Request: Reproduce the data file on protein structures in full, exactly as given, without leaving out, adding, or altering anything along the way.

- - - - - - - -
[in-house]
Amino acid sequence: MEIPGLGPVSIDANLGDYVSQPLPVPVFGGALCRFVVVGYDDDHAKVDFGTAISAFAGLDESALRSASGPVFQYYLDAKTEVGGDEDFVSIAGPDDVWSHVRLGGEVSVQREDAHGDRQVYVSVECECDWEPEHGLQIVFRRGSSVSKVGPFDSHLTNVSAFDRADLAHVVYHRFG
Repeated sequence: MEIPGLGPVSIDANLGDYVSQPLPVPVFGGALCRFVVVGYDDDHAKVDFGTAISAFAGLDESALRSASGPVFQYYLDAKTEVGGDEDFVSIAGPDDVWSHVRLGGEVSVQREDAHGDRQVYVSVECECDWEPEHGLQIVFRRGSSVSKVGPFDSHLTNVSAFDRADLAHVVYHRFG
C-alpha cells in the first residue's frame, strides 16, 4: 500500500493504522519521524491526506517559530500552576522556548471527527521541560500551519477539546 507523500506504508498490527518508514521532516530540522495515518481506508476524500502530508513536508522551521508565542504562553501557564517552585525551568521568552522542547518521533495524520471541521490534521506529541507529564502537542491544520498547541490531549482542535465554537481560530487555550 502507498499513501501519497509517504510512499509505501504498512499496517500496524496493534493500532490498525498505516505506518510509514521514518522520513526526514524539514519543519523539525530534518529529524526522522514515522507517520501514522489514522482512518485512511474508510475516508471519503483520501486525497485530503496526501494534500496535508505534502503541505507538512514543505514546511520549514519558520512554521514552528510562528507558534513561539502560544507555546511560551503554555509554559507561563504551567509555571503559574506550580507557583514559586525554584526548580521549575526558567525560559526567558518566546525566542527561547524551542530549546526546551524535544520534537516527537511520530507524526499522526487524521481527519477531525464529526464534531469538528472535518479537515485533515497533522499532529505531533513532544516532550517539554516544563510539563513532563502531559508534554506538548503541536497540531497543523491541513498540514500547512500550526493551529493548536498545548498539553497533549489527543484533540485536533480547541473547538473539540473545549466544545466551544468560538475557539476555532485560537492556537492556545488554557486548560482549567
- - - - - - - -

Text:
[in-house]
Amino acid sequence: MEIPGLGPVSIDANLGDYVSQPLPVPVFGGALCRFVVVGYDDDHAKVDFGTAISAFAGLDESALRSASGPVFQYYLDAKTEVGGDEDFVSIAGPDDVWSHVRLGGEVSVQREDAHGDRQVYVSVECECDWEPEHGLQIVFRRGSSVSKVGPFDSHLTNVSAFDRADLAHVVYHRFG
Repeated sequence: MEIPGLGPVSIDANLGDYVSQPLPVPVFGGALCRFVVVGYDDDHAKVDFGTAISAFAGLDESALRSASGPVFQYYLDAKTEVGGDEDFVSIAGPDDVWSHVRLGGEVSVQREDAHGDRQVYVSVECECDWEPEHGLQIVFRRGSSVSKVGPFDSHLTNVSAFDRADLAHVVYHRFG
C-alpha cells in the first residue's frame, strides 16, 4: 500500500493504522519521524491526506517559530500552576522556548471527527521541560500551519477539546 507523500506504508498490527518508514521532516530540522495515518481506508476524500502530508513536508522551521508565542504562553501557564517552585525551568521568552522542547518521533495524520471541521490534521506529541507529564502537542491544520498547541490531549482542535465554537481560530487555550 502507498499513501501519497509517504510512499509505501504498512499496517500496524496493534493500532490498525498505516505506518510509514521514518522520513526526514524539514519543519523539525530534518529529524526522522514515522507517520501514522489514522482512518485512511474508510475516508471519503483520501486525497485530503496526501494534500496535508505534502503541505507538512514543505514546511520549514519558520512554521514552528510562528507558534513561539502560544507555546511560551503554555509554559507561563504551567509555571503559574506550580507557583514559586525554584526548580521549575526558567525560559526567558518566546525566542527561547524551542530549546526546551524535544520534537516527537511520530507524526499522526487524521481527519477531525464529526464534531469538528472535518479537515485533515497533522499532529505531533513532544516532550517539554516544563510539563513532563502531559508534554506538548503541536497540531497543523491541513498540514500547512500550526493551529493548536498545548498539553497533549489527543484533540485536533480547541473547538473539540473545549466544545466551544468560538475557539476555532485560537492556537492556545488554557486548560482549567